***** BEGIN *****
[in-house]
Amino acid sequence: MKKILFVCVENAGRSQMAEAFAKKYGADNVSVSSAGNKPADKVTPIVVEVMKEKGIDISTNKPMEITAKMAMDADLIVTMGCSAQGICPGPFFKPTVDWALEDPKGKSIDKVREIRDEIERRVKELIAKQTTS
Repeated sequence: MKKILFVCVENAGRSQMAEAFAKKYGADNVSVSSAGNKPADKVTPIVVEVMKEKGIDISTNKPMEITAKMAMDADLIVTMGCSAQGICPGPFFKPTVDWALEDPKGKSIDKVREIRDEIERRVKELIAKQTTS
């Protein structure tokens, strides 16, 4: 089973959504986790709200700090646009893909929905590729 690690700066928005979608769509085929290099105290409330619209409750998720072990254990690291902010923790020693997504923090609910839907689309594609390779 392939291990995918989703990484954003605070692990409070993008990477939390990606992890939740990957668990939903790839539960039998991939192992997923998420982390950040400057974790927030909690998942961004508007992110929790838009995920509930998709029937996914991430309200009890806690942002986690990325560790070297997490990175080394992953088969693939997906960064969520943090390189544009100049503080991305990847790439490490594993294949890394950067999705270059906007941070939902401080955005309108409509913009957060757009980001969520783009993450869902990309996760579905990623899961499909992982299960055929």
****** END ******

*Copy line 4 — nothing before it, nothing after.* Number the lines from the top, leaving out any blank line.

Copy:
């Protein structure tokens, strides 16, 4: 089973959504986790709200700090646009893909929905590729 690690700066928005979608769509085929290099105290409330619209409750998720072990254990690291902010923790020693997504923090609910839907689309594609390779 392939291990995918989703990484954003605070692990409070993008990477939390990606992890939740990957668990939903790839539960039998991939192992997923998420982390950040400057974790927030909690998942961004508007992110929790838009995920509930998709029937996914991430309200009890806690942002986690990325560790070297997490990175080394992953088969693939997906960064969520943090390189544009100049503080991305990847790439490490594993294949890394950067999705270059906007941070939902401080955005309108409509913009957060757009980001969520783009993450869902990309996760579905990623899961499909992982299960055929």